It was a simple encounter, or so it seemed. I was buying a pair of boots at Nordstrom’s, and as the salesman was charging my credit card, he asked, “Is your house built on sand?”
I was confused and thought I misunderstood him. Sometimes it’s hard to tell what people are saying through their Covid mask. “What’s that?” I asked. “Your address,” he explained, gesturing towards the computer terminal. “It says here you live in Pismo Beach, so I was just wondering if your house is built on sand.” “Oh, no,” I said. “We live on the mountain side.”
He places my shoes in a bag along with the receipt, and as he hands it to me, he looks deep into my eyes and adds, “Smart decision. I don’t understand why anyone would build their house on sand. Not advisable.” I nod in agreement, thank him and head off.
As I said, it seemed like a simple encounter, but as I started down the escalator, my mind began to spin out of control. What did he mean about building a house on sand? “Not advisable.” It sounded a bit threatening. And the way he looked at me, with a little twinkle in his eyes. As if he knew something more than what his words revealed.
I drove along the Pacific Coast Highway lost in thought, replaying our exchange over and over in my mind. I was becoming obsessed. Not just about what he said, but about the man himself.
There was something very unique about this guy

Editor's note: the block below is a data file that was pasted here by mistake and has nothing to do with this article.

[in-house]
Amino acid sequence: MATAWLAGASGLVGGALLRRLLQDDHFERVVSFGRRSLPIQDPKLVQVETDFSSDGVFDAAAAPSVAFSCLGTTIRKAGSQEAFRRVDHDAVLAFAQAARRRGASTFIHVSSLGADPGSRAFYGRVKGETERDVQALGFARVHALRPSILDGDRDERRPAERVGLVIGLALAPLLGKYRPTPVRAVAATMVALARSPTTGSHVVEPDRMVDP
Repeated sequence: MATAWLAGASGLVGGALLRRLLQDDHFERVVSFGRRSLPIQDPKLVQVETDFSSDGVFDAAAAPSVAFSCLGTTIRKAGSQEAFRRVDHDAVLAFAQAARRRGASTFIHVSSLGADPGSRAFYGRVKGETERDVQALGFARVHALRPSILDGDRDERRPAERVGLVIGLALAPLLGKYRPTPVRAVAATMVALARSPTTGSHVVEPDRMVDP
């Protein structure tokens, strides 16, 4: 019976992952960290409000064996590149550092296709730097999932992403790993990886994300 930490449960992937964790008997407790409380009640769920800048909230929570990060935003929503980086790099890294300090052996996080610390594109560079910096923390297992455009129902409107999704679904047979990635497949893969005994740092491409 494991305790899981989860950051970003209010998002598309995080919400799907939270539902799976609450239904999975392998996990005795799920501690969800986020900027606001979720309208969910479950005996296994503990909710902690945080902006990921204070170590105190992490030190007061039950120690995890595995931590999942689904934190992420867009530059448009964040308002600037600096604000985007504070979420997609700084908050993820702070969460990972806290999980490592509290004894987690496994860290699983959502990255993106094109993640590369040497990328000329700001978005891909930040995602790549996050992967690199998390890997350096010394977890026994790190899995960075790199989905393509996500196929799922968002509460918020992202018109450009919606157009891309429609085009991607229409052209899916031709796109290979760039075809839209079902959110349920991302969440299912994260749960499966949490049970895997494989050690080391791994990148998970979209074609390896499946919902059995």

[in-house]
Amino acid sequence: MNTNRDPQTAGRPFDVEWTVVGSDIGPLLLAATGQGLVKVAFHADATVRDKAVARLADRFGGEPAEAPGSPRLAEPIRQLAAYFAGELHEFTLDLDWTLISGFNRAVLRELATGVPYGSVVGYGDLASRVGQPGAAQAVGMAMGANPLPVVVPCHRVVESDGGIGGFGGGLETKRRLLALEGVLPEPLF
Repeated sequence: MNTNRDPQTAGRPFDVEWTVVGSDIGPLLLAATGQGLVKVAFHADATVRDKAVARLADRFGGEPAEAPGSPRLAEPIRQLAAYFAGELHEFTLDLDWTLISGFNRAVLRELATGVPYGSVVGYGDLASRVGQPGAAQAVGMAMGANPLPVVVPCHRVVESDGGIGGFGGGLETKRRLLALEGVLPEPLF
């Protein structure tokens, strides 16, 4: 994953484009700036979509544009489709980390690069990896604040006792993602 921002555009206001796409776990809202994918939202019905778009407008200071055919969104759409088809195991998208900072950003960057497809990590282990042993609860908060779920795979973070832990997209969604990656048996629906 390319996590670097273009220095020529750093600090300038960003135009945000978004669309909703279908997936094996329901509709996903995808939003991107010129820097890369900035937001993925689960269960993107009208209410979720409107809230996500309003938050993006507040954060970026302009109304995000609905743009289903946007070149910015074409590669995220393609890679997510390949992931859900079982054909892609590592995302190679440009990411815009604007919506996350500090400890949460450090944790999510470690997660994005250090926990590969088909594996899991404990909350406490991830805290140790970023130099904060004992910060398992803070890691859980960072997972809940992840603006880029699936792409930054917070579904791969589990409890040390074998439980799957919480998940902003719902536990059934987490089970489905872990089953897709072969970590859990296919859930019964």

I don’t know what it was specifically, but he had this sort of mystical quality. As if he was from another place. I’m not suggesting he was an alien with an oblong head, or almond shaped eyes, but he was definitely other worldly in some way, and not in a creepy way. In fact, he had an incredibly attractive quality about him. It was as if I could feel his aura of love and compassion. Listen, I know this sounds insane and I get that this guy is a shoe salesman, but Jesus was a carpenter, so who am I to judge?
The question continued to play over and over. “Is your house built on sand?
I was driving on autopilot at this point, and found myself turning down a dirt road. I pulled off to the side of the road, killed the engine and headed down a set of steps leading to the beach.
I’ve been to this stretch of beach countless times over the years, but never paid much attention to the homes. All of them built on sand. I studied them to see if there were any signs of weakness or collapsing but everything seemed fine. The homes here are supported by pilons, huge steel beams drilled deep into the earth, then encased with cement to form massive pillars. These houses may be built on sand but their foundation is impenetrable.
The air grew cooler as the sun began to set . I pulled my hood up, enclosing myself in my thoughts. I stared out at the ocean wondering what it will be like once winter takes hold. The pandemic has made it a long seven months but at least we have been outside. What happens when temperatures drop across the country and around the world? Will this be our winter of discontent?
Fear and Vulnerability
Many of us are already struggling with fear, vulnerability and loneliness. My thoughts drift to our elderly who are home alone all day long. They put themselves to bed at night hoping their children and grandchildren will be allowed to rush into their arms when they arise. We assure them this will all be over soon, but time is not on their side.
It has been a difficult period for everyone. People losing their jobs, wondering how they will pay the rent or put food on the table for their family. Even my wealthy friends, some of whom live in these houses on the beach, are having trouble coping. Their houses may be strong but the existential threat of death has shaken their emotional houses to the core.